Health and education dominate shrinking public sector

Published on Friday, 14 February 2014 09:33
Written by Daniel Mason

Staff in schools and the NHS could account for more than 70 per cent of the UK's public sector workforce by 2018 if those departments continue to be protected while others feel the impact of austerity, the Institute for Fiscal Studies has said.

In a report published today, the IFS said the proportion of government employees working in education and health had already risen from 42 per cent in 1991 to 57 per cent today – and would likely continue to grow.

The research revealed that the country's 5.4 million public sector workers made up less than 19 per cent of total employment in mid-2013, the lowest proportion for at least 40 years.

That could fall to 15 per cent by if the expected 1.1 million total reduction in the government workforce between 2010 and 2018 – the biggest cut in 50 years – is fully delivered.

The independent thinktank said the changes would dwarf the cut in numbers seen in the 1990s and more than undo the increase in public sector employment that took place in the 2000s.

As a result, completely protecting education and health from the cuts would mean other areas of the government workforce would have to shrink by 40 per cent to deliver the Office for Budget Responsibilities' forecast 1.1 million reduction, the IFS said.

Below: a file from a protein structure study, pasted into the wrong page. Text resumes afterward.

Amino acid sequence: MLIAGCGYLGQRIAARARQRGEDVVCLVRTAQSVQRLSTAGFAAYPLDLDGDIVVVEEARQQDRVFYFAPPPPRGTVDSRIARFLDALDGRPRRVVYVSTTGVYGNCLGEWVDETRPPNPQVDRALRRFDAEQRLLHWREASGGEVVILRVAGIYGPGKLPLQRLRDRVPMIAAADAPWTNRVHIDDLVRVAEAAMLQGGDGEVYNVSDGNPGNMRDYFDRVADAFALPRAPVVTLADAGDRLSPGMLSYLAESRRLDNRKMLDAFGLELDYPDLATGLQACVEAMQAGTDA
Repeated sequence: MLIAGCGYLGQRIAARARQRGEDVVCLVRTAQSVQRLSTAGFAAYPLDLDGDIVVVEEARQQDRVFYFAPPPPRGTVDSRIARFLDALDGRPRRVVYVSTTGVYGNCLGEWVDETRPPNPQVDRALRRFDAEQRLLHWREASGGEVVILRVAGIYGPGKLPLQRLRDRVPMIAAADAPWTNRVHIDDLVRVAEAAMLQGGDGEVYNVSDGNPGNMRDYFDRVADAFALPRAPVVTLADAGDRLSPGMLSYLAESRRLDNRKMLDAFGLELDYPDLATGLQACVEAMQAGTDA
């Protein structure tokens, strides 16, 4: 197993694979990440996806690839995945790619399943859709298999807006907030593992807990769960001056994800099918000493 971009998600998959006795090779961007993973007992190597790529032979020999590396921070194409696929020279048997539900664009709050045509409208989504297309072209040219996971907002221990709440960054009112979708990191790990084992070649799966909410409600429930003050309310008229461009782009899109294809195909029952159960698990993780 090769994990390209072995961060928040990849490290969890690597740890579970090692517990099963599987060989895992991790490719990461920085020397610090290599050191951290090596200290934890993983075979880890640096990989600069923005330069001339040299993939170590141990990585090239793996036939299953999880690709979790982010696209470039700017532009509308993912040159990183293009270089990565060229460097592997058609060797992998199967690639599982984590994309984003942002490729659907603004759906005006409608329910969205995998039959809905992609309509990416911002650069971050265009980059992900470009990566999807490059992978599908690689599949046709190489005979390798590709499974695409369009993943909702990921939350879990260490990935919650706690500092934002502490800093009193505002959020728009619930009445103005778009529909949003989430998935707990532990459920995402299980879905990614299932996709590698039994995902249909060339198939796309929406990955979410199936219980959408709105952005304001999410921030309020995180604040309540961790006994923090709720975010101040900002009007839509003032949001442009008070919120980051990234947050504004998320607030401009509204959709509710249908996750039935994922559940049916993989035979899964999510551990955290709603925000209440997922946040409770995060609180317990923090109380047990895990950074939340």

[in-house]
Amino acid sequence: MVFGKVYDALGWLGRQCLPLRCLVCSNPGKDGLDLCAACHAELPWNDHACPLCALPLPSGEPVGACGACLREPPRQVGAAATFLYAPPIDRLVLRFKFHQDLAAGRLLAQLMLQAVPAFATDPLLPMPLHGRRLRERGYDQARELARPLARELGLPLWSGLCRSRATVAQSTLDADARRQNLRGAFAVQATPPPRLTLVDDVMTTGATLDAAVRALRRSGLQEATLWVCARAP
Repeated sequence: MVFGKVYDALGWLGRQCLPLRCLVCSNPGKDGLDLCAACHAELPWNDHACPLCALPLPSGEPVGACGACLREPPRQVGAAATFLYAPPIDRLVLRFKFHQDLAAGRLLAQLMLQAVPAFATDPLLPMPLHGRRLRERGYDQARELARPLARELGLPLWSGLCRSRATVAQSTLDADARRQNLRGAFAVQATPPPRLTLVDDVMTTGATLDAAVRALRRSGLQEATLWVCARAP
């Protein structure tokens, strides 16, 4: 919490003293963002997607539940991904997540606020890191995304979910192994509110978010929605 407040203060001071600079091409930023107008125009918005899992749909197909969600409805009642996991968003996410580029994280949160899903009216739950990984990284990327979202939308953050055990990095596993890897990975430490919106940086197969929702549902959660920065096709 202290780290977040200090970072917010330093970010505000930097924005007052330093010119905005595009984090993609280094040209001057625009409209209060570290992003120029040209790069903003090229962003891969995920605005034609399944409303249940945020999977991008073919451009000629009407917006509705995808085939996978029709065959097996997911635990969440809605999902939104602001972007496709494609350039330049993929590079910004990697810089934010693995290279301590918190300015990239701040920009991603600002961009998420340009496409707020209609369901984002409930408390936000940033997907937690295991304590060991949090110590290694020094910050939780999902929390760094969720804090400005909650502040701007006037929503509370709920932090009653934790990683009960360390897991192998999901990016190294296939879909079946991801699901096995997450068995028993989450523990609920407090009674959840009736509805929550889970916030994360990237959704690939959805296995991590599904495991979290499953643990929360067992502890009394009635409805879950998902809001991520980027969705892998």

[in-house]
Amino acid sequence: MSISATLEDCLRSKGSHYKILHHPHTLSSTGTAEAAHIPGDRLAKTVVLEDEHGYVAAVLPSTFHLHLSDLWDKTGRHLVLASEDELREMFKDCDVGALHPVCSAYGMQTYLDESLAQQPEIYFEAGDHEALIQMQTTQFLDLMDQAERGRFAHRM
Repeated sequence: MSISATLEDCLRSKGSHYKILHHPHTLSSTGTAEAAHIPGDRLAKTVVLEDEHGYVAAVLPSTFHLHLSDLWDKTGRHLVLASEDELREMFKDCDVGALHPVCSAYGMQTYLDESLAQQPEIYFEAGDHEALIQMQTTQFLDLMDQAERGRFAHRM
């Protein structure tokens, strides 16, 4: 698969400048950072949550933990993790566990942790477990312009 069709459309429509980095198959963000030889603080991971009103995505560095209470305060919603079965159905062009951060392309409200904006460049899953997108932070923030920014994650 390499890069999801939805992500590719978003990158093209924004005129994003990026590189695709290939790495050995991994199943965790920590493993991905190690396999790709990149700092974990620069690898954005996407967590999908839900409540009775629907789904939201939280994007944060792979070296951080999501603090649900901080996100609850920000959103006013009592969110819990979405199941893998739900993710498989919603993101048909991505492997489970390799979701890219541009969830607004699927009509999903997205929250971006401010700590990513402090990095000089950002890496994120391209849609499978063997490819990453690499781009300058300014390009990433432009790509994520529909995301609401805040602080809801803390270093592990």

Meanwhile 6 per cent cuts to those two departments over the next five years would still require other areas to bear cuts of 30 per cent.

Jonathan Cribb, a research economist at the IFS, said: "The workforce is a useful prism through which to look at the effects of cutting total spending whilst protecting the NHS and schools budgets from cuts.

"With limited falls in the health and education workforces the number of public sector workers in other areas could fall by 30 to 40 per cent over the next five years."

The report also showed that women now make up two-thirds of the public sector workforce and that would likely increase because more women than men work in protected areas such as health and education.

Wales has the highest proportion of public sector workers and London the smallest, the IFS said.

In a boost to the government's claim that it is rebalancing the economy, private sector employment rose in each region by more than the fall in public sector employment, according to the study, which was funded by the Joseph Rowntree Foundation.

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